The sign by the entrance was clear as day. No shorts. And that’s exactly what we were wearing that afternoon. A guy by the gate was renting out pants, but my thinning wallet was adamant in saying no. I proposed to my friends that we skip it and continue the temple-hopping another day, when we are better dressed; they agreed in a heartbeat. As we walked away to the pier, I felt my feet get heavier in every step. A nagging thought screamed that there might not be a next time. I halted, asked my friends to head back with me, and checked if there was a workaround somewhere. The pants vendor by the gate was forceful in stopping me from entering — “Shorts not allowed. You have to buy!” — but I waltzed into the site anyway. Good call. Visitors can actually borrow pants! A 200-baht deposit is required, but it is refundable. In no time, we were lining up for a wardrobe change.
With a paper plate of chocolate-banana chocolat banane waffle in one hand, I surveyed the park for a vacant seat and found one punctuating a grove of manicured trees. Sweet, I whispered as I pulled a chair and settled. The scene was just as cliché as I imagined, but, heck, I was loving it. I was enjoying waffles in one corner of the Tuileries Garden and listening to Lana del Rey while keeping my eyes on that pointy metal structure that poked the Parisian sky — the Eiffel Tower.
But the world-famous landmark would have to wait at that point. It was my first day in Paris, and the tower was not yet part of the plan. That afternoon was reserved for Champs-Élysées, ending here at the Tuileries Garden. Just in front of me was Place de la Concorde, Paris’s largest public square. The place is peaceful now. Over 200 years ago, however, it was the site of one of the most important events in French history. This was where King Louis XVI and Queen Marie Antoinette was executed by guillotine. Today, the only commotion that occurs here is that of tourists finding a good spot for a quick rest after hours of sightseeing.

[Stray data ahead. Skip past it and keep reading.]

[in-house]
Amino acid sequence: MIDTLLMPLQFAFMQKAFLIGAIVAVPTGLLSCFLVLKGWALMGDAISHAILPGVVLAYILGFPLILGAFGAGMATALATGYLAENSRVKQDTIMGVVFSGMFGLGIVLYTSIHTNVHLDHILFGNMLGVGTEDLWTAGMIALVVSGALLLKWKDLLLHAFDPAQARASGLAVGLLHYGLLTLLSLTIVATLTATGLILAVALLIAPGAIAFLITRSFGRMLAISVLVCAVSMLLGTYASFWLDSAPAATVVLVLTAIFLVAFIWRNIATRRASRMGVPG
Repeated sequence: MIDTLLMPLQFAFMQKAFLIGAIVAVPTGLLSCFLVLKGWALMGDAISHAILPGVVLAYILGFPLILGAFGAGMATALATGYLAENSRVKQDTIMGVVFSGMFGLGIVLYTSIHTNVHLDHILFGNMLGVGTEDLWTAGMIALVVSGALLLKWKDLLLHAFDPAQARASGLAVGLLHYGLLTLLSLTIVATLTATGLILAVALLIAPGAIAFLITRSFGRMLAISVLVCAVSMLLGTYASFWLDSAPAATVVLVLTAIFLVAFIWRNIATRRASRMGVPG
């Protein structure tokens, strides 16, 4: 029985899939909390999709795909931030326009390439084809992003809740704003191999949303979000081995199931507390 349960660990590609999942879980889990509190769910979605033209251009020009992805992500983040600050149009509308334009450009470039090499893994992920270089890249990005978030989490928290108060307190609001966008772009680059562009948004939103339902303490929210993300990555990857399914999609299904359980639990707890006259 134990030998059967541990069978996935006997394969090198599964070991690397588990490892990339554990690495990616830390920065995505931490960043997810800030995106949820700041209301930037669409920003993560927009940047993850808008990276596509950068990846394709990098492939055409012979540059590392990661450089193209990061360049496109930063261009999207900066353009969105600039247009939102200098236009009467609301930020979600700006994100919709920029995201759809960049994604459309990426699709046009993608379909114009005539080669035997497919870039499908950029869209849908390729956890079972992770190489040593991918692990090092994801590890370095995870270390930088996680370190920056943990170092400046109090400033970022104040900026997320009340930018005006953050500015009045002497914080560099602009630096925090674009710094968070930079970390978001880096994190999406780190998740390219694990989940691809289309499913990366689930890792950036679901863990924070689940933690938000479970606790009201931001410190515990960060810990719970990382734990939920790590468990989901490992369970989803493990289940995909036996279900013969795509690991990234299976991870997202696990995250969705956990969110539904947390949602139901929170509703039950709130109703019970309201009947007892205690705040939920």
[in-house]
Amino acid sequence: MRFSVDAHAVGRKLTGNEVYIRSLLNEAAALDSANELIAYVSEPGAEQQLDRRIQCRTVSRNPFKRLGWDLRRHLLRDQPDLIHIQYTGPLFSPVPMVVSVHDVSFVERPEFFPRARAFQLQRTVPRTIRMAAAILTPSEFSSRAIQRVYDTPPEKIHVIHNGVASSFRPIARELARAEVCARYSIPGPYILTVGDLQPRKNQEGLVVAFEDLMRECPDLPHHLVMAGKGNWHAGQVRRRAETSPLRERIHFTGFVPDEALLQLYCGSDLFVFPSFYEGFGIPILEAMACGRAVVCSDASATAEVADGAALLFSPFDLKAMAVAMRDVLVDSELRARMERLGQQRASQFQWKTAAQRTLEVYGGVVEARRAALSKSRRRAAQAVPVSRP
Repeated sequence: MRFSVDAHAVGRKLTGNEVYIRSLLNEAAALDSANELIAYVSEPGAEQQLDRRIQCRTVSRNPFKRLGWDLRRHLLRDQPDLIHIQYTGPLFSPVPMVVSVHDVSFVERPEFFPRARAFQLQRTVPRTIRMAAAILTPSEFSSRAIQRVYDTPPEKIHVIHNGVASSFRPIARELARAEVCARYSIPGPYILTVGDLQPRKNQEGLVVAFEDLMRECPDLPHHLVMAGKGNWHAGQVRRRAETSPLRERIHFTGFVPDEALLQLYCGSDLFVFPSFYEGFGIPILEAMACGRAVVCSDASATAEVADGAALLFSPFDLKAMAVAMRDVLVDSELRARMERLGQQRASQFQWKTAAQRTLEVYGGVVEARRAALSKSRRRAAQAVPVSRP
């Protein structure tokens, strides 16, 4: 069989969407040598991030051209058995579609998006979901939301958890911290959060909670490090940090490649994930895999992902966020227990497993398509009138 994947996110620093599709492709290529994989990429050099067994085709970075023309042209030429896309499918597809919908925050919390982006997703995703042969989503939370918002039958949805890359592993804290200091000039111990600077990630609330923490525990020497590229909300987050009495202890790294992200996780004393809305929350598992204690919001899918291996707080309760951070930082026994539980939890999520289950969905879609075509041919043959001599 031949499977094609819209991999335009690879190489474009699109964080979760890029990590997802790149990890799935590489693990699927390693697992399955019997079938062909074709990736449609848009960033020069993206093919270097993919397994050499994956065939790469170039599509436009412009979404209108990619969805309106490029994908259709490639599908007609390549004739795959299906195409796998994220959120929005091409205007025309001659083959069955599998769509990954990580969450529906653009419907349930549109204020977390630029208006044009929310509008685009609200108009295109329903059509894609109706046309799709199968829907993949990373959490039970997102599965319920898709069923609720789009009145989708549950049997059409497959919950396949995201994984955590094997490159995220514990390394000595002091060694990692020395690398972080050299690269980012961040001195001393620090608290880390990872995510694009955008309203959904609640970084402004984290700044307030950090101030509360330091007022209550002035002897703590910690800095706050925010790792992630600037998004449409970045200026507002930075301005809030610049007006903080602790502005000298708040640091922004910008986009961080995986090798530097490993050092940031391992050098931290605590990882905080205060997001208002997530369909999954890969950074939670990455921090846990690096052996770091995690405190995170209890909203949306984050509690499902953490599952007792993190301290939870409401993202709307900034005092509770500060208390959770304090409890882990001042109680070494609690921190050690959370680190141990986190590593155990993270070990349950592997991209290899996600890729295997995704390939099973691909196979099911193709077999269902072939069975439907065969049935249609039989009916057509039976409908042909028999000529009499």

My walk began at the other end of Champs-Élysées, a 1.9-km long boulevard that connects Place de la Concorde and Place Charles de Gaulle. A stroll along the famed avenue introduces many of the city’s most popular tourist spots. Here are some of them.
Paris is renowned as the City of Love. If you have been there before, you’re certainly familiar with its magnetic appeal. This is why you’ll find yourself traveling there time and again. Next time, however, do not take the same path when touring the city as part of your all inclusive holidays. Take a different path instead and uncover some of the best kept secrets in the City of Light.
I was given a small sack to put my shoes in as I was approaching the door. Despite the big crowd outside, I was delightfully surprised to see the hall almost empty. Too bad it lasted for only a minute as others flooded in immediately.
Wat Pho is famed for the enormous reclining Buddha that it shelters. The 15m high and 43m long image rests inside a well-decorated hall. While I was expecting the image to be big, I was shocked to stand before a massive, massive figure. Its highly ornate feet alone are 3m tall and 4.5 m long. (Can you picture that?) The statue itself is covered and surrounded with Buddhist and Thai symbols.
Two years ago, I was already halfway when I decided against climbing all the way to the top. The gloomy skies were starting to spit showers, and I was terrified that the floor would turn slippery any moment. The stairs of Wat Arun were rather narrow. I was as clingy to the hand railings as I was to my ex. But that’s for another story.
When I returned to Bangkok this year, I paid this temple another visit, only so I could finally reach the top level of the site’s main spire.
Located on the west bank of Chao Phraya, Wat Arun Ratcha Wararam Ratchaworamahawihan is dedicated to the second reign of the Chakkri Dynasty. Known to locals as Wat Chaeng or Temple of Dawn, it is believed that King Taksin, after escaping Ayutthaya which was attacked by the Burmese, reached the place just before sunrise. He then made the place the chief temple. It once housed the precious Emerald Buddha and the Phra Bang (another important image) which were moved from the Lao city of Vientiane.